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Disco Inferno | The Nation

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Disco Inferno

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In Iraq we can hear about the beginnings of the same traumas. In a gripping Vanity Fair article, Donovan Webster searched for and found "the man in the hood" from the macabre Abu Ghraib photos. Haj Ali told Webster of being hooded, stripped, handcuffed to his cell and bombarded with a looped sample of David Gray's "Babylon." It was so loud, he said, "I thought my head would burst." Webster then cued up "Babylon" on his iPod and played it for Haj Ali to confirm the song. Ali ripped the earphones off his head, and started crying. "He didn't just well up with tears," Webster later told me. "He broke down sobbing."

About the Author

Moustafa Bayoumi
Moustafa Bayoumi
Moustafa Bayoumi, a professor at Brooklyn College, is a co-editor of The Edward Said Reader (Vintage) and the author of...

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Sounding brass in front of your enemy has always been a part of war, from Joshua's trumpets tumbling walls in the Bible to a mean fife and drum ringing out "Rule Britannia" across the Plains of Abraham. When American forces invaded Panama in 1989, Manuel Noriega fled to the papal nunciature, and American forces roared Twisted Sister's "We're Not Gonna Take It," and songs with the word "jungle" in the lyrics in front of His Holiness's house. During the siege of Falluja in April 2004, American soldiers cranked the volume on their AC/DC. Their preferred song? "Shoot to Thrill."

The calculated use of American music in interrogations is less about rallying the troops than destroying a detainee. The US innovation in the interrogation practice of blaring loud noises is the deliberate use of American culture as an offensive weapon. While culture has long been a rationalization for conquest (consider the "civilizing mission" of European colonialisms), and while much post-Holocaust European thought has viewed contemporary culture as coercive and potentially authoritarian, neither colonialism nor the Frankfurt School witnessed the transformation of culture into the very instrument of torture. For them, culture was more the end than the means of conquest.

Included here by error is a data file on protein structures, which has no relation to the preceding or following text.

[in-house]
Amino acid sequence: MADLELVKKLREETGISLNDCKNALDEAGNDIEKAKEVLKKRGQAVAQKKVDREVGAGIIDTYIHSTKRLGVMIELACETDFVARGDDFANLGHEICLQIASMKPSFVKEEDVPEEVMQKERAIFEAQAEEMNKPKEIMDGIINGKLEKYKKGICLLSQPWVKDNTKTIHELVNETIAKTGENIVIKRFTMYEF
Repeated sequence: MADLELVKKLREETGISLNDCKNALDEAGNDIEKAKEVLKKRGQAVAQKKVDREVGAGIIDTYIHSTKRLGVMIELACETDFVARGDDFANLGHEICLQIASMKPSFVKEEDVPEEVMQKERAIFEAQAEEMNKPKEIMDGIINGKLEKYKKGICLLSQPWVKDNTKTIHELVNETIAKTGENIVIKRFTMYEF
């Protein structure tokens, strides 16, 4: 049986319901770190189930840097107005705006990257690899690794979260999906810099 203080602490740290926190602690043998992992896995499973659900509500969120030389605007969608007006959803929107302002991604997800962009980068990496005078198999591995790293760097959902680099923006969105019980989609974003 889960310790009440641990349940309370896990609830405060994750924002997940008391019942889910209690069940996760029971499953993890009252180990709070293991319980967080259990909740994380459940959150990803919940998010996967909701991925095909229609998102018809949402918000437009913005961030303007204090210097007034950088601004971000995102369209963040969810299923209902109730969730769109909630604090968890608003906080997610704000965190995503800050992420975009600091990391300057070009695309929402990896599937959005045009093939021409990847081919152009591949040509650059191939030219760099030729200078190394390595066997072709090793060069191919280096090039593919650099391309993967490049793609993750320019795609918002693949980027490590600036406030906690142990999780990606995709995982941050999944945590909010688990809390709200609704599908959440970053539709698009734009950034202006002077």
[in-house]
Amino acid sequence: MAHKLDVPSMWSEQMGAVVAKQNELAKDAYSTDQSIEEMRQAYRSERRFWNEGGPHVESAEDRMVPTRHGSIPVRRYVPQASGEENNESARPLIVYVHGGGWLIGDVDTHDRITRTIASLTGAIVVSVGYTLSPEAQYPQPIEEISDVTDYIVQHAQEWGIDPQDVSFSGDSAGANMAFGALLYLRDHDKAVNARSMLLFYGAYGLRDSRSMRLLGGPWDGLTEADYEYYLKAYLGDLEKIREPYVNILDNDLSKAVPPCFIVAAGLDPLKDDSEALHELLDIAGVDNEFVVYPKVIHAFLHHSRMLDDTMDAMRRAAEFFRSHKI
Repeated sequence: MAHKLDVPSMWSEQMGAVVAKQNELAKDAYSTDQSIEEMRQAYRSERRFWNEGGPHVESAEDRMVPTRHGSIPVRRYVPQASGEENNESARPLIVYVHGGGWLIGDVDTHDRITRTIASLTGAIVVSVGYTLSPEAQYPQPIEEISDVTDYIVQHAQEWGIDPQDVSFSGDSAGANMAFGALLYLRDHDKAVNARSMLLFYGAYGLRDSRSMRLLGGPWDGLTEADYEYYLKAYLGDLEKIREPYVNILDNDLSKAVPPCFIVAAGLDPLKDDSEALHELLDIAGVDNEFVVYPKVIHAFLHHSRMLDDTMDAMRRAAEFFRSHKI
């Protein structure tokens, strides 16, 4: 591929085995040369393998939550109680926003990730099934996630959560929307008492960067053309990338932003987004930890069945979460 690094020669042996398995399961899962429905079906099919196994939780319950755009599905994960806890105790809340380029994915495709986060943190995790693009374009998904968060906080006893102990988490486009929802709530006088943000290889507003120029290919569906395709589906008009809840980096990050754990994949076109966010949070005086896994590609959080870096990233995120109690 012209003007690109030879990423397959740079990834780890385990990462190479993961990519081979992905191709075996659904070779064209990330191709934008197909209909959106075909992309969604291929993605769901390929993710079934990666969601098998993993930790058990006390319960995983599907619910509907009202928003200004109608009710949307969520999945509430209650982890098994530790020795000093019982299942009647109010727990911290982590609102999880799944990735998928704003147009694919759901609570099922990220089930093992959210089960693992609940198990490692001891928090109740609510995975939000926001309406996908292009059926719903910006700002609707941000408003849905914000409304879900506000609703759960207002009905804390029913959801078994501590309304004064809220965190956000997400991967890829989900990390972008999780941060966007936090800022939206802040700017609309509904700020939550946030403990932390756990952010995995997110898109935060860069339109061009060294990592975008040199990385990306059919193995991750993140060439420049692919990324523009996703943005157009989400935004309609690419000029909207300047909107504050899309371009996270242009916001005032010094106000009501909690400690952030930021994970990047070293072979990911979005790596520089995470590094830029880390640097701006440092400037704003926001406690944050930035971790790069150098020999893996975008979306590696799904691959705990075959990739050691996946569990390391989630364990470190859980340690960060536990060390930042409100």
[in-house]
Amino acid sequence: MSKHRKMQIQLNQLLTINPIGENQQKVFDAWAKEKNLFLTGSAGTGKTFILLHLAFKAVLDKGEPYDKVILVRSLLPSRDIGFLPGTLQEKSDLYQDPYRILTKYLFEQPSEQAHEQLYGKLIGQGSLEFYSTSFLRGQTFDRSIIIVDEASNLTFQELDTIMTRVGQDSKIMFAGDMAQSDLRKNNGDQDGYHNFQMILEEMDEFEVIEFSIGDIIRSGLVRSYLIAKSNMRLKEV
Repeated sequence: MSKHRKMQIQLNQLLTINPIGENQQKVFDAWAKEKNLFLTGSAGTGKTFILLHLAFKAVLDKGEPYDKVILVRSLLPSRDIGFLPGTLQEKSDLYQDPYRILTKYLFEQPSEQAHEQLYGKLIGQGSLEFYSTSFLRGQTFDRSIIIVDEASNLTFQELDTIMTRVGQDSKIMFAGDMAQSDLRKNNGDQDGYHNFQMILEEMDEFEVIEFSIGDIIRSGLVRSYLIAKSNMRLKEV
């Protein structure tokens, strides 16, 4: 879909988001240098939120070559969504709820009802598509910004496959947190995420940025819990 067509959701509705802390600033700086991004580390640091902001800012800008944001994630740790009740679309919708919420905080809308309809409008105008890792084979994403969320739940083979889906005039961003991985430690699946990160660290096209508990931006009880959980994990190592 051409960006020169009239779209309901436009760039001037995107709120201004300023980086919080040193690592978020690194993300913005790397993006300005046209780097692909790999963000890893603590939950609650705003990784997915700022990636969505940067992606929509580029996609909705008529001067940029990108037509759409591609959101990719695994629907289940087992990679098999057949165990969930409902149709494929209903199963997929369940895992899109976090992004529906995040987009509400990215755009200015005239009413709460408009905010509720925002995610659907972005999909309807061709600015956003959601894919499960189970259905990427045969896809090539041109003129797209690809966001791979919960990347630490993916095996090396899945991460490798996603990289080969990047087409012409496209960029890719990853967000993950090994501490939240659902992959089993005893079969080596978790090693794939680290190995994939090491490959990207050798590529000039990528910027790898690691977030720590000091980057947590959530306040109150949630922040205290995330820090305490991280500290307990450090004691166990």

But culture as warfare is Pentagon policy. Donald Rumsfeld and Lieut. Gen. Ricardo Sanchez approved its deployment in their lists of harsher interrogation techniques for detainees. Rumsfeld did so in April 2003 and Sanchez in September 2003, and their almost identical memos both specify, along with the use of auditory stimuli or music, that "interrogators be provided reasonable latitude to vary techniques depending on the detainee's culture." The Sanchez memo also allows the presence of military working dogs, which "exploits Arab fear of dogs."

Altering interrogations according to a detainee's culture is not necessarily damaging, but the Pentagon's multiculturalism doesn't run deep, just wild. With the dissemination of the Abu Ghraib photos, Seymour Hersh reported in The New Yorker that the "bible" among neoconservatives was The Arab Mind, a piece of trash scholarship more than a generation old that claims Arabs understand only force, shame and humiliation. When the book was reissued in 2002, Norvell De Atkine, director of Middle East studies at the JFK Special Warfare Center and School at Fort Bragg, wrote its foreword. This is "essential reading," writes the man who has "briefed hundreds of military teams being deployed to the Middle East." So essential, in fact, that The Arab Mind "forms the basis" of his "cultural" curriculum.

Despite (or maybe because of) the continued use of the book, military professionals' knowledge of other cultures is actually dangerously low. A recent article in the military journal Joint Force Quarterly reveals how little American forces understand Iraqi society, using an example of how the US military frequently misunderstands Iraqi hand gestures, leading to tragic consequences and preventable deaths. The article goes on to quote a Special Forces colonel assigned to the Under Secretary of Defense for Intelligence. "We literally don't know where to go for information on what makes other societies tick," admits the colonel, "so we use Google to make policy."

What the practice of sounding loud American music at Muslims reveals most is the power American forces associate with American culture. Any prolonged loud noise in the right circumstances stands a good chance of driving you mad. Yet narcissistically, American intelligence seems to believe American music will break you more quickly. "These people haven't heard heavy metal. They can't take it," a psy-ops sergeant told Newsweek. And in Guantánamo, they even have a name for it. The Pentagon's Schmidt investigation identifies it as "futility music"--that is to say, screamingly loud and deliberately Western music that will, per the Army field manual, "highlight the futility of the detainee's situation." (On the other hand, "cultural music," Schmidt reports, is "played as an incentive.") Twenty-four thousand interrogations later, "futility music," according to Schmidt, remains authorized.

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